But Mitchell's Republican counterpart, Sen. Bob Dole (R-Kan.), said Tower's pledge should make the confirmation battle "a new ballgame." Dole said he hopes that Tower's promise would even cause some of the 11 Democratic members of the Armed Services Committee to "take another look."
Talks on Vote Scheduled
Mitchell and Dole, in an impromptu airport meeting in Washington, agreed to hold discussions today on the timing and circumstances of the Tower vote. Mitchell has said he would bring the confirmation vote to the Senate floor Wednesday, leading to a vote as early as Thursday.
In Tower's appearance on ABC, his first interview since his Dec. 16 nomination to the top defense post, he insisted that he has "never been an alcoholic nor dependent on alcohol." The former Texas senator also made public a medical assessment of his condition by a physician who treated him earlier this year for a colon polyp.
In an open letter dated Feb. 25, Dr. Warren E. Lichliter wrote that Tower's pre-operative tests showed no sign of liver damage and that during his recovery from surgery, Tower "exhibited no evidence of alcohol withdrawal." Lichliter is a specialist in colon and rectal diseases at Baylor University Medical Center, where Tower was treated earlier this year.
"On the contrary, he was at work continuously, almost from the time he left the recovery room," Lichliter wrote. "Based on these facts, it can be stated with relative certainty that Sen. Tower shows no evidence at all of alcoholic impairment or alcoholism."
Independent Check Rejected
In releasing Lichliter's letter, Tower testily rejected a proposal by Nunn that would have provided an independent doctors' analysis of his medical condition, including whether alcoholism was present.
"Would it be a psychiatric examination or something like that?" Tower asked. "No, I'm not going to submit to that, and why should I? . . . I think that you take my doctors' word on the basis of their professional competence."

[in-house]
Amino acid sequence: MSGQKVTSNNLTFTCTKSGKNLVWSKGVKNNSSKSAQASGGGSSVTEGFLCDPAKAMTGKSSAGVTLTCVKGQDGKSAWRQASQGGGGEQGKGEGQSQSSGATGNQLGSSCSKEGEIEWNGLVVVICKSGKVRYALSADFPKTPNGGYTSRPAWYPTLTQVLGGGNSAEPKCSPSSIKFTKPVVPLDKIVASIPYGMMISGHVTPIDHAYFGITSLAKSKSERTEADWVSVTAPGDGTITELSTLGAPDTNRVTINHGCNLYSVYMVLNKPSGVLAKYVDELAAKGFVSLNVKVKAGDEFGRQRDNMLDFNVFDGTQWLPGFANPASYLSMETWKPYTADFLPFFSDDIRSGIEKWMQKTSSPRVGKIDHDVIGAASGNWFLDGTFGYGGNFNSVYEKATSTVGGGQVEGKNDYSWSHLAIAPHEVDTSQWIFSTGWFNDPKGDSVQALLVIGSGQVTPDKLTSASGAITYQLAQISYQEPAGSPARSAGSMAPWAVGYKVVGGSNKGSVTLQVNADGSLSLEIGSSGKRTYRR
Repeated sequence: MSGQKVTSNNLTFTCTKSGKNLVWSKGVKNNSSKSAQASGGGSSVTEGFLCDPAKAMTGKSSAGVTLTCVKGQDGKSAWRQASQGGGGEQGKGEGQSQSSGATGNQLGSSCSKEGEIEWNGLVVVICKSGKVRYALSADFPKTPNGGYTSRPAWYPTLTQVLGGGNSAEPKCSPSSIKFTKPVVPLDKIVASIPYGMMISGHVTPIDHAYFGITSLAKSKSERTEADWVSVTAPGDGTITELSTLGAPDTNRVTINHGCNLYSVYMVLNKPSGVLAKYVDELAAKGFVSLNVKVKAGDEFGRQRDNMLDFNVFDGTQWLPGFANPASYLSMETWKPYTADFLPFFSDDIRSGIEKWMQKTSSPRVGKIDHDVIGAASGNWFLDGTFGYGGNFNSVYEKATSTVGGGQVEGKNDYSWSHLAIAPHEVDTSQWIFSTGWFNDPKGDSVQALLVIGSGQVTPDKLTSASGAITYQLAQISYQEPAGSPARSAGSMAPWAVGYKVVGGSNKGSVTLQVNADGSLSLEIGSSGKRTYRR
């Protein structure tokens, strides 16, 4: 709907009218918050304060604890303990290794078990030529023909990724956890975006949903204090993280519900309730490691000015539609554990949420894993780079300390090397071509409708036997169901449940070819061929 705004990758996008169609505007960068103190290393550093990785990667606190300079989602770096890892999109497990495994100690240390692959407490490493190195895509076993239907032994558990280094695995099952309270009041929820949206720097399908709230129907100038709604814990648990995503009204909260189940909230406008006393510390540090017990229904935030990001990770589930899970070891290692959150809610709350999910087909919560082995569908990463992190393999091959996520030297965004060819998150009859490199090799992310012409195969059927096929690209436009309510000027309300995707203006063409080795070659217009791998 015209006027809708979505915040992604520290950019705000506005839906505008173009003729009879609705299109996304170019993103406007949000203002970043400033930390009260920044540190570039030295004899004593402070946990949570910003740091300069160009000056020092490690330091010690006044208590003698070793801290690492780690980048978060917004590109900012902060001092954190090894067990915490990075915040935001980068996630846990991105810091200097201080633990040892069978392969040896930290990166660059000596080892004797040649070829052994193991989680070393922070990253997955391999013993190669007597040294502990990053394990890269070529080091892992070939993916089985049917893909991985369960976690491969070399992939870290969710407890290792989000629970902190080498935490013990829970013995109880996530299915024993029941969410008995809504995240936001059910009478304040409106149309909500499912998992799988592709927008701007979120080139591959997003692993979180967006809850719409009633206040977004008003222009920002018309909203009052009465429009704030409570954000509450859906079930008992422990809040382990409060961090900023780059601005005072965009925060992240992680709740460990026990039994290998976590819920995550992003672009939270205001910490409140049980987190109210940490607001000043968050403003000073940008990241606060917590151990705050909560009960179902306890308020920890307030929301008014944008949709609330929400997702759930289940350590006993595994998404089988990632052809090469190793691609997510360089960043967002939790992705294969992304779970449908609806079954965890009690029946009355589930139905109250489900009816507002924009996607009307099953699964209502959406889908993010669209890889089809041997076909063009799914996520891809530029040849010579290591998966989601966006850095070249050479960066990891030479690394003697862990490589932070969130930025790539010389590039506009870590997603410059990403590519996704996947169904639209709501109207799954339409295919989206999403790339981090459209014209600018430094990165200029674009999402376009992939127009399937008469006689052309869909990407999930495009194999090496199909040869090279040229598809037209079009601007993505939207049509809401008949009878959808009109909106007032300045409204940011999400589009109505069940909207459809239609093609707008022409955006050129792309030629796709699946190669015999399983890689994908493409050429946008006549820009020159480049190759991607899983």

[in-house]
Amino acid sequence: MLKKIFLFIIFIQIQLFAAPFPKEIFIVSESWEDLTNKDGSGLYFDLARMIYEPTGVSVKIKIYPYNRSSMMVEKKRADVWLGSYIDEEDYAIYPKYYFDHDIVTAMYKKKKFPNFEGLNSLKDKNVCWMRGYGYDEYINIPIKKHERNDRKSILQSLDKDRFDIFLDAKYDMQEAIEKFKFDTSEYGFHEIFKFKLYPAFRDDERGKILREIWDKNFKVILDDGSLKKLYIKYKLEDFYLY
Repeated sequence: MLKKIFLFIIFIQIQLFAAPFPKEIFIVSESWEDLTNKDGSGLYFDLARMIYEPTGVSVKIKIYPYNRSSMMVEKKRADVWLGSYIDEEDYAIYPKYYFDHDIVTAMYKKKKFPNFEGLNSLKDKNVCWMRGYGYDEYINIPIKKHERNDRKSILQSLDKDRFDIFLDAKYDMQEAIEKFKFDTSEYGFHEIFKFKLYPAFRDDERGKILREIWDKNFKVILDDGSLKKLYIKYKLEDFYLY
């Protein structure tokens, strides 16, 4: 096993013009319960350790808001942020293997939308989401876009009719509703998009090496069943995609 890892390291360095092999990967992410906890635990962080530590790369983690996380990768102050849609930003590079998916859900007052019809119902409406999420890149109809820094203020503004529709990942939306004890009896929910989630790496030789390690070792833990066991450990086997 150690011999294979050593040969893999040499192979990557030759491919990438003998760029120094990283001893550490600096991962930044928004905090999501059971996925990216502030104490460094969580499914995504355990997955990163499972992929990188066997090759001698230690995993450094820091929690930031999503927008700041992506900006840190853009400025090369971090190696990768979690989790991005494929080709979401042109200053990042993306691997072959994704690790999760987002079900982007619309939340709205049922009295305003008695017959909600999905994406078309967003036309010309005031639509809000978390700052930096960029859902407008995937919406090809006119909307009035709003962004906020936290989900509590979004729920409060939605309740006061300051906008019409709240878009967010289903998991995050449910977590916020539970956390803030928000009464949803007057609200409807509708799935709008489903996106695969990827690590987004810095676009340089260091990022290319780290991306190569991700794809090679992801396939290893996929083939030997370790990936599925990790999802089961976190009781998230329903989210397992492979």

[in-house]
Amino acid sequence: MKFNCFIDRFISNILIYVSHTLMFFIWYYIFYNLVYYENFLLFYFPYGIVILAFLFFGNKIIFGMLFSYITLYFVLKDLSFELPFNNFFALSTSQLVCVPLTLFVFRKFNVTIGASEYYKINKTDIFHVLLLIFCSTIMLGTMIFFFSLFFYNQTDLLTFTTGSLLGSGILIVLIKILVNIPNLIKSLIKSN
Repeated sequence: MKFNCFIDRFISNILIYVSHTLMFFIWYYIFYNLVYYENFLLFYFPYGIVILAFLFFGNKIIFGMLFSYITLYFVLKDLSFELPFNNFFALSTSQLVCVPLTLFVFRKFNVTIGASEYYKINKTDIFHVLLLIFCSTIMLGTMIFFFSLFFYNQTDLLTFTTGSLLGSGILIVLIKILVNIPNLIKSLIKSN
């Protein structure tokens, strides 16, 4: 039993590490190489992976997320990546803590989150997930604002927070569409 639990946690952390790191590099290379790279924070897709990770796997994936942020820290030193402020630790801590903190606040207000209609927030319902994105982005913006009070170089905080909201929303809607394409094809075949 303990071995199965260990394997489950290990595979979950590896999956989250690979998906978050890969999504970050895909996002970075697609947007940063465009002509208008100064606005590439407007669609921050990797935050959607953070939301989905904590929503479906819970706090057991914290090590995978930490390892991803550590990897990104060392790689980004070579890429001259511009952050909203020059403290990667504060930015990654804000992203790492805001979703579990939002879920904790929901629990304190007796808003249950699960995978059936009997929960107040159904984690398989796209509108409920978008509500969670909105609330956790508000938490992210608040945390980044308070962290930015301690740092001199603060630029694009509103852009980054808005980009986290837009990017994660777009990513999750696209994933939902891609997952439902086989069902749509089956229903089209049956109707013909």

Nunn, speaking on NBC's "Meet the Press," had said that White House counsel C. Boyden Gray, in a Feb. 10 meeting, "rejected, thumbs down" Nunn's proposal to have independent doctors consult with Tower and his doctors, examine the FBI report and "give the committee, in a discreet and confidential way, their evaluation."
Tower said on the ABC show that more than a month ago he offered the Senate panel the opportunity to choose independent doctors to "interrogate my doctors." Nunn responded that "he might do that," Tower said.
When asked whether his no-drinking pledge was an admission of alcoholism, Tower protested that it is instead a demonstration that he is not addicted to alcohol.
'Small Thing to Do'
"Why not make (the pledge)?" Tower asked. "It's a small thing to do to allay doubts and fears.
"This is an extra step that is really not terribly significant as far as I'm concerned. . . . It is not an admission."
The White House and Tower's Republican backers on Capitol Hill are eager to release an unclassified version of the extensive FBI report in an effort to show that the most damaging allegations against him remain unsubstantiated or have been discredited.
Speaking to reporters Friday, Nunn said such a move could compromise the identity of sources who gave confidential testimony to the FBI and hurt the agency's ability to conduct future investigations.
But Nunn said Sunday that, if the White House continues to leak material collected by the FBI selectively, then "we would have no alternative but to open the hearings and go back and subpoena some people and have a full public airing of this.
"That would be unfortunate. It would not be the way to proceed, but the White House may force us into that."
Republican leaders, however, seized Nunn's opening.
'Corrupted and Hijacked'
"The reopening of the hearing and the swearing of witnesses would be something very much in Tower's favor," Sen. Pete Wilson (R-Calif.) said. "This confirmation process has been thoroughly corrupted and hijacked, and it could be the best thing in the world to reopen and to cross-examine people under oath. I think that the witness list would shrink."
Dole told reporters that he would favor reopening the hearings if they included a "balanced" witness list.
"It's important enough that we should do what we need to do, whatever it is," Dole said.
Staff writers William J. Eaton, Sara Fritz, Paul Houston and Robin Wright contributed to this story.